Is Palm Oil Bad for You?

Here's what nutritionists said about the health benefits and drawbacks of palm oil.

Palm oil may not be a home kitchen staple like olive oil or canola oil. But some research has taken another look at the health benefits and drawbacks of the widely produced tropical oil. 

Palm oil is on the ingredient list in numerous processed foods. And some people use palm oil in many prepared dishes because of its high smoke point.

How does palm oil compare to other cooking oils, and is it as bad for you as experts used to think? According to nutritionists, here's what you need about palm oil's possible health benefits and drawbacks. 

What Is Palm Oil?

Palm oil comes from the fruit of the oil palm tree, a type of tree found mainly in warm climates such as Africa and Asia. At room temperature, palm oil has a semi-solid form.

Palm oil is controversial. The trees grow in rainforest regions, and "the harvesting of this type of oil is being blamed for many negative environmental impacts," New York-based nutritionist Natalie Rizzo, RD, told Health. Still, palm oil is in greater demand these days. 

"Because the United States banned the addition of trans fats to food [that are sold in restaurants and on grocery store shelves], many manufacturers have turned to palm oil, which is an inexpensive substitute," explained Rizzo.

Palm oil's nutritional profile is similar to other cooking oils.

According to the Department of Agriculture, one tablespoon of palm oil contains the following nutrients (rounded):

  • 120 calories 
  • 14 grams of total fat
  • 7 grams of saturated fat (the same as in butter)
  • 5 grams of heart-healthy monounsaturated fat
  • 1 gram of polyunsaturated fat 
  • 2 micrograms of vitamin E
  • 1 microgram of vitamin K

Those numbers are similar to olive oil, except for the types of fats. According to the Department of Agriculture, one tablespoon of olive oil contains only two grams of saturated fat (which can contribute to heart disease) and about 10 grams of monounsaturated fat.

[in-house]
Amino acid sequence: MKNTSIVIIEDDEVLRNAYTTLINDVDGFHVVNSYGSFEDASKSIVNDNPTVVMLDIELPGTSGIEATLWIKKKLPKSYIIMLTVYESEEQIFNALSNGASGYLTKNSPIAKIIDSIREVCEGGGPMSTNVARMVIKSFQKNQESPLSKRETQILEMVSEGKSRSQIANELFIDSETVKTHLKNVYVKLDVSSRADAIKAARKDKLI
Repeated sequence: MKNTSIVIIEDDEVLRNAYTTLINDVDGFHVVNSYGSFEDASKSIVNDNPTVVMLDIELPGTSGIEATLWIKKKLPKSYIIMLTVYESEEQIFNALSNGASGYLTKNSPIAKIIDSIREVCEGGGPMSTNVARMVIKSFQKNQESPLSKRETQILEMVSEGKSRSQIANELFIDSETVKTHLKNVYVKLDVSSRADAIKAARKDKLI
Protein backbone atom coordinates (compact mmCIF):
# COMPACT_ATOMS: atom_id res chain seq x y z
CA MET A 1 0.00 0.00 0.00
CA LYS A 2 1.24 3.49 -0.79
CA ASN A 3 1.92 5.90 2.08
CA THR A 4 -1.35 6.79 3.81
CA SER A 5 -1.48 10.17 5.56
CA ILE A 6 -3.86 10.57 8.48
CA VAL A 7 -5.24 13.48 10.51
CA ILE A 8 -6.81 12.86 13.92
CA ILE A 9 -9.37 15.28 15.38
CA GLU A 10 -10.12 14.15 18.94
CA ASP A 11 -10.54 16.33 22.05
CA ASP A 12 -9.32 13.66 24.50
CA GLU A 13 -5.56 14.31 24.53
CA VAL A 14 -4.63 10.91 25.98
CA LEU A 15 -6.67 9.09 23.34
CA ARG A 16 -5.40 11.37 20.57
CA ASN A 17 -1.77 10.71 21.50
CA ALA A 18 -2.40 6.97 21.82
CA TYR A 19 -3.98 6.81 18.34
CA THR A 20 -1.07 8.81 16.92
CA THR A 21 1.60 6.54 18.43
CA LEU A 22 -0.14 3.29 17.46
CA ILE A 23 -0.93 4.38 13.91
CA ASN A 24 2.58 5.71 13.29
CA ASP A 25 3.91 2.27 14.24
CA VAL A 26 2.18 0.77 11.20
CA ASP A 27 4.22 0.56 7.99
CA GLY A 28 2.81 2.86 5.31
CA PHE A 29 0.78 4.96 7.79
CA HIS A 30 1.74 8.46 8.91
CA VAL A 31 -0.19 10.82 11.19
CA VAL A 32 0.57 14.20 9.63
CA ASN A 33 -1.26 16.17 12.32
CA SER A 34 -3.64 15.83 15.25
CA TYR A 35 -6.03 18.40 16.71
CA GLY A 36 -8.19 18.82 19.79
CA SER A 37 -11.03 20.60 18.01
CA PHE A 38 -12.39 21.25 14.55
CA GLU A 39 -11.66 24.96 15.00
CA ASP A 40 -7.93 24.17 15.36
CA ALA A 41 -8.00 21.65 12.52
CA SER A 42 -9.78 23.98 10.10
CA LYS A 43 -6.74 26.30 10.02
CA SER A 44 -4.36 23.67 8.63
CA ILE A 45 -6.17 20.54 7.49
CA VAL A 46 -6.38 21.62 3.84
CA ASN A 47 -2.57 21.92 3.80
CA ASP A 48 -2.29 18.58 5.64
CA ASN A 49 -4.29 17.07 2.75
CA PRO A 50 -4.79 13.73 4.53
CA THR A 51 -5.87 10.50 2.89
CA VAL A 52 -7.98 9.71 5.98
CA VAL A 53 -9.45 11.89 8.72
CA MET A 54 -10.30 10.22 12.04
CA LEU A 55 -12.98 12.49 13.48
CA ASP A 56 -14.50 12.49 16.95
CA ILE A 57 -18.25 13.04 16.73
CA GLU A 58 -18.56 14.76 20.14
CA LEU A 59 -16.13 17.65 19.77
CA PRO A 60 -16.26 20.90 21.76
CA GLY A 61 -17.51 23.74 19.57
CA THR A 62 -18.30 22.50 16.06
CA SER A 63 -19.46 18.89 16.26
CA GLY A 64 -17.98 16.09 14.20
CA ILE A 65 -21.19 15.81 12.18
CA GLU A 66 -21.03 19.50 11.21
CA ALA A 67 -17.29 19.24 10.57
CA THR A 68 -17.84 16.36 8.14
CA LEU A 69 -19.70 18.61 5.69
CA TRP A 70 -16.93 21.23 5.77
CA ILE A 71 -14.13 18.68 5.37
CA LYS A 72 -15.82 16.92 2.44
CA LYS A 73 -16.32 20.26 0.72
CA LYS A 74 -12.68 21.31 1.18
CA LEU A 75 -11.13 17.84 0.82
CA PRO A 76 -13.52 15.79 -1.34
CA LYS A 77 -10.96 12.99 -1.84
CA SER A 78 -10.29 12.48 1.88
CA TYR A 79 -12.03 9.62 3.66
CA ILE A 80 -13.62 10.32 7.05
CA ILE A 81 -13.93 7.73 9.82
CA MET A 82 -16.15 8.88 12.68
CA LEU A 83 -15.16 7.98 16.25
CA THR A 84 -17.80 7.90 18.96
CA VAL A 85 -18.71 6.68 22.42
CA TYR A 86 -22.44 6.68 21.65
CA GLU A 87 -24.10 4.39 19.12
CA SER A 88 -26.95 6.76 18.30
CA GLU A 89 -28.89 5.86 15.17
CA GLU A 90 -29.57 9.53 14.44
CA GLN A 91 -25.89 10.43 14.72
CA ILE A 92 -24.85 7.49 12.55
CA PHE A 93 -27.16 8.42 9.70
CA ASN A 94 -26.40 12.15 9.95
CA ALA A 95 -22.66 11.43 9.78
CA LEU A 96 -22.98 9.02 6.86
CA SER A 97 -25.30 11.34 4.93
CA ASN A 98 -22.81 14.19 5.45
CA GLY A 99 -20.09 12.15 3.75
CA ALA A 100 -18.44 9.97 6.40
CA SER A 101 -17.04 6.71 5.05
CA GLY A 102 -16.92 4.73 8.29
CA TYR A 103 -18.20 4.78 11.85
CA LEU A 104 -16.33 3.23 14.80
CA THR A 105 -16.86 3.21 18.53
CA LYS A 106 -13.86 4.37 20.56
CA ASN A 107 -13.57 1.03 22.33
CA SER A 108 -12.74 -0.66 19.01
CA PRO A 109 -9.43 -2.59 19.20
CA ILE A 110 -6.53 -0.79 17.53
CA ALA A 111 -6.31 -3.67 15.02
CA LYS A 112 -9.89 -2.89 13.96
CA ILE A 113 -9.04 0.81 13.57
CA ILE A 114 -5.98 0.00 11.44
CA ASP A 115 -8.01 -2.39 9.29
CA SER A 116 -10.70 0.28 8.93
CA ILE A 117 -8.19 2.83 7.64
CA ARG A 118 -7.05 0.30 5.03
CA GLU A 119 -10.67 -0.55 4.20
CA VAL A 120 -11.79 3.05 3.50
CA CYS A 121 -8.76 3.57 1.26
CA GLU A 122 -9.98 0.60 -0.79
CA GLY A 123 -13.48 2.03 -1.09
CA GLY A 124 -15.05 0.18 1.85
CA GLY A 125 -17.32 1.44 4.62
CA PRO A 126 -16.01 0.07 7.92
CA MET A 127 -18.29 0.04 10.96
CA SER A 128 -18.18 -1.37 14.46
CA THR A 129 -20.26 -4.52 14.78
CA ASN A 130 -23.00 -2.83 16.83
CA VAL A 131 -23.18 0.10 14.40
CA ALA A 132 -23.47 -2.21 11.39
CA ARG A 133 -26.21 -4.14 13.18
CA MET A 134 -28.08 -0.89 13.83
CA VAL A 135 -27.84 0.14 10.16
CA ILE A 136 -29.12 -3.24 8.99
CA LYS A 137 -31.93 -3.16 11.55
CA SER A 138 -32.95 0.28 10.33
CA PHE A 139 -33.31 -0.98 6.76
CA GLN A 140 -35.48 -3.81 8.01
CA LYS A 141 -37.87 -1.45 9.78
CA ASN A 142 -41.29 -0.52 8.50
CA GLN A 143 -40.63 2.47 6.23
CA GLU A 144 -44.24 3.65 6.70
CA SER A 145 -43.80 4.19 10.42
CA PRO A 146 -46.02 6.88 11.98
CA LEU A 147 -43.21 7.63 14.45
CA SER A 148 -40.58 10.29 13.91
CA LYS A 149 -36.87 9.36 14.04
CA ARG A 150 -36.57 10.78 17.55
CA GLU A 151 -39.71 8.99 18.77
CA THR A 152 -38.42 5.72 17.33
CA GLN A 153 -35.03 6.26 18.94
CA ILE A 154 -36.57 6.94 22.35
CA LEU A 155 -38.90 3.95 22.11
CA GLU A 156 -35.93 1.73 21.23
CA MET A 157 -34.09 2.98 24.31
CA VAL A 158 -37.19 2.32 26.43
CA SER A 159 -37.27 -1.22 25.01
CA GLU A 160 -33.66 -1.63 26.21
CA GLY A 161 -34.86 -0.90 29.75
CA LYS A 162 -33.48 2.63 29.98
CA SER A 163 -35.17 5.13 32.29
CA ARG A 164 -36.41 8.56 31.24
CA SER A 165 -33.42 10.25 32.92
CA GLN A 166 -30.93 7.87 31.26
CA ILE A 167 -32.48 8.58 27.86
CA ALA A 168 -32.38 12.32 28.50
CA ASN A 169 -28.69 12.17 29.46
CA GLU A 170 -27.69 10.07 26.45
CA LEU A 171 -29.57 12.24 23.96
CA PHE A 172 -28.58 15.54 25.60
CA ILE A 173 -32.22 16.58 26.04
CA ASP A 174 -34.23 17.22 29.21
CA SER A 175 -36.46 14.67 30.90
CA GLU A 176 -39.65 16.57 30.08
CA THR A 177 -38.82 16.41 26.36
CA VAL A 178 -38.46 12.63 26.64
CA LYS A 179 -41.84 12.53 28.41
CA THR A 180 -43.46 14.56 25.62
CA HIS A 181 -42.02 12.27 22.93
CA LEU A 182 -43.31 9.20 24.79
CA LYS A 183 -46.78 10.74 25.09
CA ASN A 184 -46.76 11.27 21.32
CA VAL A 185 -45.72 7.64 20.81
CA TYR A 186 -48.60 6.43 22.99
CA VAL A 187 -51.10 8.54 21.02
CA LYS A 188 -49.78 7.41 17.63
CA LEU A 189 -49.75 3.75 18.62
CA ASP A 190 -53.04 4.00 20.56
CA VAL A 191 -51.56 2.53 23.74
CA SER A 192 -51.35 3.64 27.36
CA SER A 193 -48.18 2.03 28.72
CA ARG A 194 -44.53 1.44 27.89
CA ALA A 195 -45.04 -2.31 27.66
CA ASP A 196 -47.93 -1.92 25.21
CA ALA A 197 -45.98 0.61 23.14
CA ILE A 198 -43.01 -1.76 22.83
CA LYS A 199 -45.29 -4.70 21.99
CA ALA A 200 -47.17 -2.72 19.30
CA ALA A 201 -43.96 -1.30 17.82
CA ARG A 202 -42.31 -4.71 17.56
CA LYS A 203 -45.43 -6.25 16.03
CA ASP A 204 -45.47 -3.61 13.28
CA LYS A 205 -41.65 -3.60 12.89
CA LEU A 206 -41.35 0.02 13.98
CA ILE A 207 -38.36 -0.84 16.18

Palm oil has less saturated fat than other tropical oils, such as coconut and palm kernel.

How Do You Use Palm Oil?

Some manufacturers frequently add palm oil to store-bought processed foods. 

"Many ready-to-eat foods at the grocery store contain palm oil, such as peanut butter and coffee creamers," nutritionist Maggie Michalczyk, RD, told Health

According to Rizzo, you'll find palm oil on the ingredients list of many foods, like: 

  • Ice cream
  • Pizza dough
  • Bread
  • Frozen foods
  • Packaged soups
  • Sauces
  • Desserts
  • Snack foods, such as cookies and chips

In addition, palm oil is in some skincare and beauty products, like lipstick, detergent, and soap.

"Palm oil is also used for cooking because of its high smoke point," noted Michaelczyk, which means it's better suited for cooking foods at high temperatures. The more refined an oil is, the higher its smoke point will be because refining removes impurities and free fatty acids that can cause oil to smoke.

In terms of flavor, palm oil gives food a creamier, fattier mouthfeel. Palm oil is also versatile. 

"It can be processed and blended to produce a vast range of products with different characteristics," added Michalczyk.

Is Palm Oil Bad for You?

Palm oil appears to have some health benefits. Some studies have shown that palm oil may help reduce risk factors for heart disease and aid in brain functioning, according to Michalczyk. 

For example, one study published in 2015 in the World Journal of Cardiology concluded that palm oil does not raise the risk of cardiovascular problems.

Additionally, palm oil is high in tocotrienols, a form of vitamin E that acts as an antioxidant. Some research suggests that tocotrienols may slow the progression of dementia and lower stroke risk, added Michalczyk. A study published in 2022 in Food Research International supported this hypothesis.

Still, palm oil isn't the healthiest oil you can use for cooking. 

"The oil is about half good [unsaturated] and half bad [saturated] fats. But it's in so many varying foods that it's difficult for researchers to determine if it's good or bad for you," said Rizzo.

Should You Cook With Palm Oil?

"My recommendation is that in terms of cooking, olive oil and avocado oil are the better options," noted Michalczyk.

But if you do decide to cook with palm oil, consider producers with a small environmental footprint who produce organic oil. Red palm oil is an example of such a product.

As for the palm oil in processed foods you buy from the grocery store, it's okay in moderation. But try to go with brands that nix the ingredient. 

"I always recommend looking at ingredient labels to check what is in something. And if it's something that should only be one ingredient like peanut butter or almond butter, skip the ones with added sugars and things like palm oil," advised Michalczyk.

"Since it's linked to negative environmental impacts, I wouldn't suggest adopting this oil at home," added Rizzo. "I wouldn't advise using it in place of other oils. Because we know the benefits of using olive oil, avocado oil, or even vegetable oil in cooking, and we don't know the benefits of palm oil."

A Quick Review

So, while palm oil isn't as unhealthy as trans fats, it's better to choose healthier cooking oil options when you prepare food at home or eat out, such as olive oil.

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